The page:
"Tell it to the judge," Sean said sourly. "When we get back to California."

"But my grandfather is on the way from Cedar Rapids to pick me up," the kid protested. 

"Is he? Well, he's destined to be disappointed when he gets here then," Sean said, and thanked his lucky stars that he'd beaten grandpa to the punch. Interfering relations were a bounty hunter's worst nightmare.

He bent to retrieve the kid's bag that had fallen to the ground, picked it up in one hand, and with the other frog-marched Elijah Wood through the frigid pre-dawn darkness to where his Jeep Wrangler was parked. Sean opened the trunk and tossed the duffel bag in, all the while keeping a death grip on Elijah's elbow. In Sean's experience, you couldn't trust skips as far as you could throw them. Desperation made desperadoes of even the mildest seeming people. He slammed the trunk shut then opened the passenger door, thrust Elijah into the seat and said, "This door doesn't open from the inside, in case you get any funny ideas."

"That's not necessary," Elijah protested. "I'm not crazy, you know."

"And I'm not trusting. I once had a skip jump out of my car when I was driving 65 mph down the highway."

"Did he die?"

"No, but he wished he had. It wasn't pretty, let me tell you."


"And I need you to give me your cellphone, if you have one." Sean held out an imperative hand. "No calling or texting grandpa, or anyone else, on the sly."

"But..." It was apparent that that was exactly what the kid had in mind.

"Your phone. Now." Sean's voice was implacable, and reluctantly Elijah drew an iPhone out of his coat pocket and placed it on Sean's palm. "Anything else I should know about? Guns? Knives? Drugs? I can pat you down and search your bag, but I'd prefer not to." The last thing he needed was to touch this too-attractive skip, even in a business-like manner.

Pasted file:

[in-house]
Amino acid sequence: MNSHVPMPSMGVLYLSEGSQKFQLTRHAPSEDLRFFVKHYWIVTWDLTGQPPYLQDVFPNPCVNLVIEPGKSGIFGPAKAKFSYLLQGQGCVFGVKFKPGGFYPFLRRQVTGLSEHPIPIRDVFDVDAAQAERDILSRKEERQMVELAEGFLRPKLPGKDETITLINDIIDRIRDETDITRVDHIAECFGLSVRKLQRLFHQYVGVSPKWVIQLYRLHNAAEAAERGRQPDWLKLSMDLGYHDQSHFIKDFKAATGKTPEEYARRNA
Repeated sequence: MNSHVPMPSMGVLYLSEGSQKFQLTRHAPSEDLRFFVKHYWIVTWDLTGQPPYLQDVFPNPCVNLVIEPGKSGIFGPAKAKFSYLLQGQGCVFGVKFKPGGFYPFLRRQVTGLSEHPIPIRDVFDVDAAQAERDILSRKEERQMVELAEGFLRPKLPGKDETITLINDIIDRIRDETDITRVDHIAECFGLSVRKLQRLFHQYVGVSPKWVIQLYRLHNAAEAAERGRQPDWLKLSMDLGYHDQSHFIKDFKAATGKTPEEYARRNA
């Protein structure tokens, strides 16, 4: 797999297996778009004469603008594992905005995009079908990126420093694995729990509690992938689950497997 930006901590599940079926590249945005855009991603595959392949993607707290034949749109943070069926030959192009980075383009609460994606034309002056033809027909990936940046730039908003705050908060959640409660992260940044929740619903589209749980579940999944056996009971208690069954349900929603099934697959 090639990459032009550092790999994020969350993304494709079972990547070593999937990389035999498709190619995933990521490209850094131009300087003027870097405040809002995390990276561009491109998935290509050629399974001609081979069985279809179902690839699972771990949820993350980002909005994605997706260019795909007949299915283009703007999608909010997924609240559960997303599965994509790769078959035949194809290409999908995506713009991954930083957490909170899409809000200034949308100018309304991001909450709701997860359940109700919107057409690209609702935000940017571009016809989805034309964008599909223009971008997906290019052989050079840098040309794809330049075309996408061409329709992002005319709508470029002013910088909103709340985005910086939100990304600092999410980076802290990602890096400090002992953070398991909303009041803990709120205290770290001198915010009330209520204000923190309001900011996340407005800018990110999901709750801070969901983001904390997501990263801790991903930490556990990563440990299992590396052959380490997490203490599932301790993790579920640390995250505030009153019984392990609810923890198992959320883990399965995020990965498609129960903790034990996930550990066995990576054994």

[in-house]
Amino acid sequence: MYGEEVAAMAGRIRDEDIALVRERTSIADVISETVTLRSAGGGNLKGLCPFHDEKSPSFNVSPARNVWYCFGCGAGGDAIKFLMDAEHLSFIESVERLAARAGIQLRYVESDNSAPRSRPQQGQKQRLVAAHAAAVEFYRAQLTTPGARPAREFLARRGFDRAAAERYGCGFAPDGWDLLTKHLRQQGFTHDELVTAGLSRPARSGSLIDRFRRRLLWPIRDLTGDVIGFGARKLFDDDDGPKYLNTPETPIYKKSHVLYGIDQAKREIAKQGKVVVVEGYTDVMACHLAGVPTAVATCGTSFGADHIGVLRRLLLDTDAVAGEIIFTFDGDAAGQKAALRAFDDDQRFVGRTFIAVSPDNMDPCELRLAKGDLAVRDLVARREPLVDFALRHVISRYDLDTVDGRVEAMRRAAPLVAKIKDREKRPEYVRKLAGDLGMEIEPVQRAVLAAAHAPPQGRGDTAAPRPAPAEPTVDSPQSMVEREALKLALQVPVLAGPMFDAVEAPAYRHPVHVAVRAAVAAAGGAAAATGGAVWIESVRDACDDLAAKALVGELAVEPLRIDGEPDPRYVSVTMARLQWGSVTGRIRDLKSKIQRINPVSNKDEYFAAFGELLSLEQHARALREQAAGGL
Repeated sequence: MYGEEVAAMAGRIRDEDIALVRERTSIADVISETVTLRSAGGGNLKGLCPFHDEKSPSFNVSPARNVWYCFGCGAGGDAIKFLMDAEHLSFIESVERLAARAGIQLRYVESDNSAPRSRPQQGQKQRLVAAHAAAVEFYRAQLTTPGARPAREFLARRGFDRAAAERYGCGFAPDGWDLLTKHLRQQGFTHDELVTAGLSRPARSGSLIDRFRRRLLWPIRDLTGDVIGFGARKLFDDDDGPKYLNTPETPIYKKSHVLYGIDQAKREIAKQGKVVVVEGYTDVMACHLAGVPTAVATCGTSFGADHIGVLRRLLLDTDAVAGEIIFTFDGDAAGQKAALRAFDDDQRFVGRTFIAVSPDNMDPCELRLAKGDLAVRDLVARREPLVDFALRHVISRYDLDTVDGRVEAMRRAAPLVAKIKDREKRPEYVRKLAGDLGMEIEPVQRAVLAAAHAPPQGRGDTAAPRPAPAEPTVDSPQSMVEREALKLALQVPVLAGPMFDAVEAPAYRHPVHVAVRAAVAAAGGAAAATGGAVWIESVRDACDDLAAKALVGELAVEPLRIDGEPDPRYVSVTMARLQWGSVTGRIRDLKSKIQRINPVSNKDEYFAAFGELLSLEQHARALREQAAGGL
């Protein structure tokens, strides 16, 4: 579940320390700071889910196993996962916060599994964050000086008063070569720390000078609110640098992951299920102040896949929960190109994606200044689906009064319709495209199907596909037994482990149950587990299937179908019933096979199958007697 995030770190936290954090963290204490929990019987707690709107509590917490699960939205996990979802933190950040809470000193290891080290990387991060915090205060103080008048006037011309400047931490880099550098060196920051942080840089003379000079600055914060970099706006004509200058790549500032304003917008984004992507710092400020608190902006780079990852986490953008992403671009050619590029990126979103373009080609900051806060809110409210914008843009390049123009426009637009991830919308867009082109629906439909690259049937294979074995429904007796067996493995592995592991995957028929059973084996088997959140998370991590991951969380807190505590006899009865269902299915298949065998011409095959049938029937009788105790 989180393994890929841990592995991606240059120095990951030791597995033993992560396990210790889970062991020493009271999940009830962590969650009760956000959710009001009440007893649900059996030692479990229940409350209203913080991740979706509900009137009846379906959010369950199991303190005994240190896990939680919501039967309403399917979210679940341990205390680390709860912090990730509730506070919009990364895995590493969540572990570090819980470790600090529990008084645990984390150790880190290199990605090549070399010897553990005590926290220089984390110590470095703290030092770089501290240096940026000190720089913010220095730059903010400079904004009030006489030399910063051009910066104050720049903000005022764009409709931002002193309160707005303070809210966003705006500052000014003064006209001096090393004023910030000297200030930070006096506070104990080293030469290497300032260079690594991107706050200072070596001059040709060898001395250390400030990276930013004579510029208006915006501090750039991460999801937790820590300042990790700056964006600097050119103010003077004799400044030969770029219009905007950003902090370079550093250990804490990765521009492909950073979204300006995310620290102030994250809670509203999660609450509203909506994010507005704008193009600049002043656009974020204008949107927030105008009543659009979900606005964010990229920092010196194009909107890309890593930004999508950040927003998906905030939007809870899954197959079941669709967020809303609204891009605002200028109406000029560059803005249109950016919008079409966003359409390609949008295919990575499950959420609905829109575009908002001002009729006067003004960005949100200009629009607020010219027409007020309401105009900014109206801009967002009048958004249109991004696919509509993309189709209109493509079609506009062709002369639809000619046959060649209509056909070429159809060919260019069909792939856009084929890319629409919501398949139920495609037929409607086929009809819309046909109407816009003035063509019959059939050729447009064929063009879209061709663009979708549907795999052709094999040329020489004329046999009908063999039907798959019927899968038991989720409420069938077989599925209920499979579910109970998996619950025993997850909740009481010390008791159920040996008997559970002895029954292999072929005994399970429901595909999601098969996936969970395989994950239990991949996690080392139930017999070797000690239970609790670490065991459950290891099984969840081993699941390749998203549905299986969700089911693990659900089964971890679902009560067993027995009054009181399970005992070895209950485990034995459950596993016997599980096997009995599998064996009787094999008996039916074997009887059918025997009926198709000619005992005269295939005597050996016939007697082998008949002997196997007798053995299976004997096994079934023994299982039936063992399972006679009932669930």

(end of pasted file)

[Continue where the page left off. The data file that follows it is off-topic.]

"No, there's nothing like that," Elijah said. 

"That better be the truth," Sean warned him.

"It is. And I don't do drugs," he added defiantly.

"Like I said, tell it to the judge." Sean turned off the kid's iPhone, pocketed it and shut the car door, but didn't immediately go round to the driver's side. He pulled out his own iPhone and made two calls. First he called Viggo's office and left a message that he'd apprehended the skip, and then he called the LAPD to let them know he would be bringing Elijah in. "I should deliver him by noon tomorrow," he said. He'd already decided to drive straight through without stopping anywhere for the night. He felt a nigh overwhelming urgency to get back to California asap. Why exactly that was didn't bear close examination, but it had nothing to do with his mother's famous Christmas lasagna.

When Sean got in the Jeep, Elijah was huddled in the passenger seat, shivering. Sean squelched a surge of pity for the kid and started the car; tepid air streamed out of the vents. "It should warm up in here pretty soon," he said, putting his hand on the gear shift.

"What about my seat belt?" Elijah asked. "I can't fasten it with my hands cuffed." He raised his bound wrists from his lap as evidence.

"If you try anything, I'll hogtie you and stick you in the back. The way back. Capisce?" Sean leaned over, grabbed the belt buckle and pulled it across the kid's chest and lap. Shit. He shouldn't be noticing the bulge at the juncture of his thighs, the shape of his cock hinted at under faded denim. He shouldn't be noticing the scent of him, the best scent to Sean's mind: simply soap, shampoo and a trace of musky sweat. Oh, this was bad. Maybe he should make the kid ride in the way back, for his own peace of mind. He shoved the metal tongue into the slot until it clicked and then quickly sat back.